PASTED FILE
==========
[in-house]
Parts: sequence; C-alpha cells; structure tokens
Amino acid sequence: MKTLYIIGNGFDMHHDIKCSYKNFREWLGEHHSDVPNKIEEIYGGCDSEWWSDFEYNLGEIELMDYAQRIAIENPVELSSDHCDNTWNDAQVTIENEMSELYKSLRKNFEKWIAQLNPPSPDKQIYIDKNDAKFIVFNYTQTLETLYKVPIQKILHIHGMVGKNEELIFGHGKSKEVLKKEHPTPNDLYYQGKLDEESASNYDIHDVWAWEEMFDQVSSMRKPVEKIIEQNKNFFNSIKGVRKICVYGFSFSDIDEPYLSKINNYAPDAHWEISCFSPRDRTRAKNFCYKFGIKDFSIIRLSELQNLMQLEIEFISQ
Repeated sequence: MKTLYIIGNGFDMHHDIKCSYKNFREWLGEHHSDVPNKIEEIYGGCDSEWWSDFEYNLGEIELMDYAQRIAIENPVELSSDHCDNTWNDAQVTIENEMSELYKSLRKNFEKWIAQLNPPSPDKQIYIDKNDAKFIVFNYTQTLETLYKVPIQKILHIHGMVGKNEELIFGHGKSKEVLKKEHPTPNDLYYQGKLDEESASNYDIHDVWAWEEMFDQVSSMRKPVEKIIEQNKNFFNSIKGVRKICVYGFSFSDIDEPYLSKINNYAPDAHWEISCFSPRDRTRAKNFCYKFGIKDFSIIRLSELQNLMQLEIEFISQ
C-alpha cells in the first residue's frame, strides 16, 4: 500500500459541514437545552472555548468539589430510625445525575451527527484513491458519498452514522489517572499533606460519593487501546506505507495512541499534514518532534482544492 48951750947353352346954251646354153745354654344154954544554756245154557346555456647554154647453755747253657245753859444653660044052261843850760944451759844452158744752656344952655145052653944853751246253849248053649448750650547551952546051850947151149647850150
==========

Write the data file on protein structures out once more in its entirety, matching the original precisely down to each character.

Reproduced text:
[in-house]
Parts: sequence; C-alpha cells; structure tokens
Amino acid sequence: MKTLYIIGNGFDMHHDIKCSYKNFREWLGEHHSDVPNKIEEIYGGCDSEWWSDFEYNLGEIELMDYAQRIAIENPVELSSDHCDNTWNDAQVTIENEMSELYKSLRKNFEKWIAQLNPPSPDKQIYIDKNDAKFIVFNYTQTLETLYKVPIQKILHIHGMVGKNEELIFGHGKSKEVLKKEHPTPNDLYYQGKLDEESASNYDIHDVWAWEEMFDQVSSMRKPVEKIIEQNKNFFNSIKGVRKICVYGFSFSDIDEPYLSKINNYAPDAHWEISCFSPRDRTRAKNFCYKFGIKDFSIIRLSELQNLMQLEIEFISQ
Repeated sequence: MKTLYIIGNGFDMHHDIKCSYKNFREWLGEHHSDVPNKIEEIYGGCDSEWWSDFEYNLGEIELMDYAQRIAIENPVELSSDHCDNTWNDAQVTIENEMSELYKSLRKNFEKWIAQLNPPSPDKQIYIDKNDAKFIVFNYTQTLETLYKVPIQKILHIHGMVGKNEELIFGHGKSKEVLKKEHPTPNDLYYQGKLDEESASNYDIHDVWAWEEMFDQVSSMRKPVEKIIEQNKNFFNSIKGVRKICVYGFSFSDIDEPYLSKINNYAPDAHWEISCFSPRDRTRAKNFCYKFGIKDFSIIRLSELQNLMQLEIEFISQ
C-alpha cells in the first residue's frame, strides 16, 4: 500500500459541514437545552472555548468539589430510625445525575451527527484513491458519498452514522489517572499533606460519593487501546506505507495512541499534514518532534482544492 48951750947353352346954251646354153745354654344154954544554756245154557346555456647554154647453755747253657245753859444653660044052261843850760944451759844452158744752656344952655145052653944853751246253849248053649448750650547551952546051850947151149647850150